The whole procedure is complicated, but they say it pays off. The Czech mail driver, who carries bags with parcels, must first undergo a personal examination. The prisoners then carry the bags in the elevator. And in the lobby, each of them will be strictly controlled. "That's 160 bags a day," said Roman Knap, chief executive of Czech Post.
"The scanners are checking shipments of drugs, weapons and the like," Knap added. "We think that any offensive weapon cannot enter prisons," said Prison Service Director General Peter Dohanal.
Five million shipments from China come to the Czech Republic every month; their labels are largely illegal. "No sorting machine will read it to you, it must be done manually," Knap explained.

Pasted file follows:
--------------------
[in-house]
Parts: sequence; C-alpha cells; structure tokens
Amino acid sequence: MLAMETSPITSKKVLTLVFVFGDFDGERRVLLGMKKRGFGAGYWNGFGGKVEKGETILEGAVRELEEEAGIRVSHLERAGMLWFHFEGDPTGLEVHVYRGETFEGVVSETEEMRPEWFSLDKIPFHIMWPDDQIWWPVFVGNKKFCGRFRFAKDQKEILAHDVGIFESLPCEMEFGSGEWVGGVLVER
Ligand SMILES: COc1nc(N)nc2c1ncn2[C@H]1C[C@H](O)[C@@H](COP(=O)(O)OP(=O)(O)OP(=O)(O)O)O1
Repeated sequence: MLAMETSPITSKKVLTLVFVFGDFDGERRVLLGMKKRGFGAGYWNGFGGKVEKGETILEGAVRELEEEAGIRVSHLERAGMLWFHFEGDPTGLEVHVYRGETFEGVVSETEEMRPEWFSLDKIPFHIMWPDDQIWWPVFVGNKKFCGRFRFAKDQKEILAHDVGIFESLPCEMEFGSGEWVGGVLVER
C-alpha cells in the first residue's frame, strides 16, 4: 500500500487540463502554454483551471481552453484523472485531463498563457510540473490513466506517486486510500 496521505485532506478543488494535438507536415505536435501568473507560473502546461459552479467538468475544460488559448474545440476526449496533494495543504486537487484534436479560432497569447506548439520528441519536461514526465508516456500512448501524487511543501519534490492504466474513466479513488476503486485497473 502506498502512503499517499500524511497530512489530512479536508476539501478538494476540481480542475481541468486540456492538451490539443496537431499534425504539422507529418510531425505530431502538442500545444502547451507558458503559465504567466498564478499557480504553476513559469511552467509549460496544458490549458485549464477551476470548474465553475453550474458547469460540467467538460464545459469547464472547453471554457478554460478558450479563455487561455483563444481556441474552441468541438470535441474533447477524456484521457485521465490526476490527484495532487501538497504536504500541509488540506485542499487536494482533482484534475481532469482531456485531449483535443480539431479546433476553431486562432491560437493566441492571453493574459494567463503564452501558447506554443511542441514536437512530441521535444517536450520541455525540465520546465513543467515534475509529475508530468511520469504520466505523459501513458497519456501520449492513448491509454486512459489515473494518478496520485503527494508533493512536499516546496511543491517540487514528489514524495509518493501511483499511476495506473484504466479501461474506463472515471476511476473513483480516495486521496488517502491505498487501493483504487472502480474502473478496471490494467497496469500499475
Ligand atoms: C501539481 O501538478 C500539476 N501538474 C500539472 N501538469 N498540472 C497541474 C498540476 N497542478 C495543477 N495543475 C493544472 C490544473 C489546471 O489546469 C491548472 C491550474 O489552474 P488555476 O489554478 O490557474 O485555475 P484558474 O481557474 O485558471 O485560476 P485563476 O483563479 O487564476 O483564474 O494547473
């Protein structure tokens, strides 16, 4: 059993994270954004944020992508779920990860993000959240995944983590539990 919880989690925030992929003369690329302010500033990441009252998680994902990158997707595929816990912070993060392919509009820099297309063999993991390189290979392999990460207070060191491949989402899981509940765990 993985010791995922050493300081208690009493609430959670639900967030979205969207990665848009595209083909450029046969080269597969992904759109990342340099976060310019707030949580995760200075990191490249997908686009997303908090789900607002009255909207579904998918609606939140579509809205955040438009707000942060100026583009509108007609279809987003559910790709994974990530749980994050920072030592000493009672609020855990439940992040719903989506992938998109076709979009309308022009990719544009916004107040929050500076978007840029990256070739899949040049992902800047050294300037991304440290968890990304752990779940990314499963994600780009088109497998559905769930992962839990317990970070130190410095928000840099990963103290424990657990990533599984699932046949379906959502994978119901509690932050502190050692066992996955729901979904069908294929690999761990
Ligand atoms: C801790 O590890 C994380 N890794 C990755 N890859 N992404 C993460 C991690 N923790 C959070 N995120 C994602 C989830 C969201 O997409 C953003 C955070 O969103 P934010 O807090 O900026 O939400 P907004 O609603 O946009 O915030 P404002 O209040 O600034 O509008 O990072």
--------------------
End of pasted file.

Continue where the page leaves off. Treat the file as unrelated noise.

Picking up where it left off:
At the Ralskem Street Prison, the shipments are sorted by a group of about 20 people. Up to 33,000 shipments pass through their hands each day. The case involves prisoners who have committed serious offenses and cannot work outside prison, even murderers. "The interest is quite high," Dohanal said.
“I will make about 5.5 thousand a month. Something is going on in the pocketbook, but we pay the debts as well, "said inmate Thomas Machacek. "I have debts of crime that I repay. I have a long time and I don't want to talk about it. This time is going by very quickly," added another convicted Pavel Kobiljek.
Most of these prisoners never worked. The post office will employ them once they get to work. "We should be interested in continuing with us," Knapp agreed. "They have a much more significant chance of going to freedom," Donal added.
In the future, there may be a prisoner or pensioner at your door, but according to the Czech Post Director there is no danger. Following the prisons in Bulusice and Strnice, the post office also wants to carry plots to other prisons in the Czech Republic.